Radiologists as Bearers of Bad News – Areas of Improvement

There’s bad news, and then there’s really bad news. You can bear the first, but the second kind takes a really long time to sink in, and once it does, you know life will never be the same again. Probably the worst part of a radiologist’s work is that they are often forced to be the bearer of really bad news –  no one likes to hear the words tumor or cancer, even if it’s benign or just the beginning of the dreaded disease. So when radiologists see bad news, they’re hesitant about breaking it to the patient, either because they don’t know how to or because they feel that the family physician is the best person for the job.

But patients today are an impatient and intelligent lot – they’re chomping at the bit to know the outcome of their scan, and if you don’t tell them, they start to imagine the worst even if there’s no bad news. So it more or less falls to the radiologist to be the one to break the diagnosis to them, and if they mess up the process, they could end up causing much more mental trauma to the already stricken patient. There are a few areas where radiologists could work on their communication skills with patients, especially when they have to give them bad news. In general, radiologists could do the following:

  • Avoid technical and medical jargon and stick to human-speak: Not everyone is familiar with even the simplest of medical terms, so don’t use terms that your patients are unlikely to understand. Keep it simple and straightforward, and get to the point without beating around the bush.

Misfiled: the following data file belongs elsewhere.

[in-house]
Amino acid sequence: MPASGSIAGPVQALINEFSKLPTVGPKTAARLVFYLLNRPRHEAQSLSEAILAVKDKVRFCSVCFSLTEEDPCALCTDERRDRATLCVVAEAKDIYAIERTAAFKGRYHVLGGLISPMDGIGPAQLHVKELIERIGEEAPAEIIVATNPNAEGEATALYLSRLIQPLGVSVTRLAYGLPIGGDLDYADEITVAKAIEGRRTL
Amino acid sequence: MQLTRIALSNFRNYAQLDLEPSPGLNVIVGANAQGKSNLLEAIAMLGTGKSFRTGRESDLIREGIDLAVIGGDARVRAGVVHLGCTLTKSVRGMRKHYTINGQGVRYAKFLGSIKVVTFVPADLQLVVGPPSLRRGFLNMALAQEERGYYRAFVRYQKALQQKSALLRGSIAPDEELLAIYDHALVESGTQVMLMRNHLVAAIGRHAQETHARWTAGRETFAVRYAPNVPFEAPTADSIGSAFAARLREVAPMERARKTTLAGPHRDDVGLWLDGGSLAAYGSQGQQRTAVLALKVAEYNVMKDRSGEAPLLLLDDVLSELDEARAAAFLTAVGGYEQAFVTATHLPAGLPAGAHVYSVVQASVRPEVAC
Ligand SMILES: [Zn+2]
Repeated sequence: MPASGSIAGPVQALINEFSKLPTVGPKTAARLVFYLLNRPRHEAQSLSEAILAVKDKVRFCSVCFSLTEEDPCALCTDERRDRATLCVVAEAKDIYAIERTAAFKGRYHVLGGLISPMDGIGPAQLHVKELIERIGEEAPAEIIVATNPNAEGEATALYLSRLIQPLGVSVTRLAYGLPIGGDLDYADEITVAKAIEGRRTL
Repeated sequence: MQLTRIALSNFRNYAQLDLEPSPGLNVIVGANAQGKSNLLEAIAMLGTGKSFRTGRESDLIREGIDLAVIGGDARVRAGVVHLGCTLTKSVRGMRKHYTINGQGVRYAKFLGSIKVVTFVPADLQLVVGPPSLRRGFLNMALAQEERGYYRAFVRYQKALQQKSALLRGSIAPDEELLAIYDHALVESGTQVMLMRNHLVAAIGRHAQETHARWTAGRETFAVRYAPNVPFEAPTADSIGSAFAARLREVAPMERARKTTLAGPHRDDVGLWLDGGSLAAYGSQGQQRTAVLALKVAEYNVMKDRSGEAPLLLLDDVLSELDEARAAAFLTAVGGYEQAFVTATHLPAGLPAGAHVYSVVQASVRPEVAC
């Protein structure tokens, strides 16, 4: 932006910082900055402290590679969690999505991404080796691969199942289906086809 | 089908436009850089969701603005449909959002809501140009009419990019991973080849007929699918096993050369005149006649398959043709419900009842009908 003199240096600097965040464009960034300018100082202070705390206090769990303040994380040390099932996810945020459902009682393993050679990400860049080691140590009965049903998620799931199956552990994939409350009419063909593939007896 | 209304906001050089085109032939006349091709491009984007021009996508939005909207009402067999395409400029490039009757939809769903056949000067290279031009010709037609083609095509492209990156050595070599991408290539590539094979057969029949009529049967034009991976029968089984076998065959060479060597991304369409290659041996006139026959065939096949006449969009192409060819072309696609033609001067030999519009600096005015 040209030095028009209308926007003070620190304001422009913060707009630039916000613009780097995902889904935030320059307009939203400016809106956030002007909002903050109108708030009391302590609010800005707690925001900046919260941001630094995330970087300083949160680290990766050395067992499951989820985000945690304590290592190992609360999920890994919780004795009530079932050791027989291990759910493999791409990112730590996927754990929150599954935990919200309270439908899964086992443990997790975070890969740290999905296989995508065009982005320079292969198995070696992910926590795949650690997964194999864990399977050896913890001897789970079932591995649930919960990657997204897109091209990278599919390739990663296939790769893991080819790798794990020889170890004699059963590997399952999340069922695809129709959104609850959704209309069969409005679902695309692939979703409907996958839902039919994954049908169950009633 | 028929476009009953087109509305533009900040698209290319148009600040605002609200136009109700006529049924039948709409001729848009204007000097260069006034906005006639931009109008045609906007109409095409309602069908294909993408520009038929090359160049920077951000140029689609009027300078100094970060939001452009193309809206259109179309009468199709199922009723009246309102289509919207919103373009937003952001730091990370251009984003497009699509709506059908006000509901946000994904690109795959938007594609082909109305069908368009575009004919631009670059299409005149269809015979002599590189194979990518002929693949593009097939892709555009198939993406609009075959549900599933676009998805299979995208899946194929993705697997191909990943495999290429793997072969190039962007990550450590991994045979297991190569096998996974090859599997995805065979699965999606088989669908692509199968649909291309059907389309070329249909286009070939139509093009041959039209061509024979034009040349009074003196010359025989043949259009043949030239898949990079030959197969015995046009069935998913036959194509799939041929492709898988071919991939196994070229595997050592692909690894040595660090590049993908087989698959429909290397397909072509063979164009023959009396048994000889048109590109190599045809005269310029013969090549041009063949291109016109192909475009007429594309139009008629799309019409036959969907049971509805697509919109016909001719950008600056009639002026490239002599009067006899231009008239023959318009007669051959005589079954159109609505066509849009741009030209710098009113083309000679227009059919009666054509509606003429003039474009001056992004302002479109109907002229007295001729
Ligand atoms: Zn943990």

• Make sure a loved one is with the patient: It’s best to ensure that a spouse or loved one is present when you break bad news that could cause emotional trauma. It makes the tragedy a little easier to bear.
  • Read the patients’ reactions before giving them more bad news: Don’t push on with delivering the news even when you can see that the patient is suffering an emotional breakdown. Learn how to read their emotions before you finish what you have to say.
  • Break the bad news into smaller portions: In general, it’s best to break the bad news into smaller portions that are easier to take. If it’s cancer or a malignant tumor, patients react badly because they know what to expect – the worst. So it’s ok if you don’t tell them everything in one go.
  • Avoid giving them false hope or unnecessary reasons to worry: Don’t scare your patients by making their illness more serious than it actually is or give them false hope when you know there is none. Give them the facts in a humane manner, be kind and gentle when delivering the news, and let them react as they should.
  • Direct them to talk to their physician: Encourage patients to meet with their primary care providers at the earliest so that any future treatment can be charted out.
  • Allow them to give vent to their emotions: And finally, don’t judge patients for giving vent to their emotions. There is bound to be a range of them – anger, denial, guilt, sadness, misery, shock, and others. So allow them some time alone, and if they’re not with family or friends, encourage them to call someone they can trust with the news.

When bad news is delivered in the right way, it makes a significant difference in the way patients cope with the disease.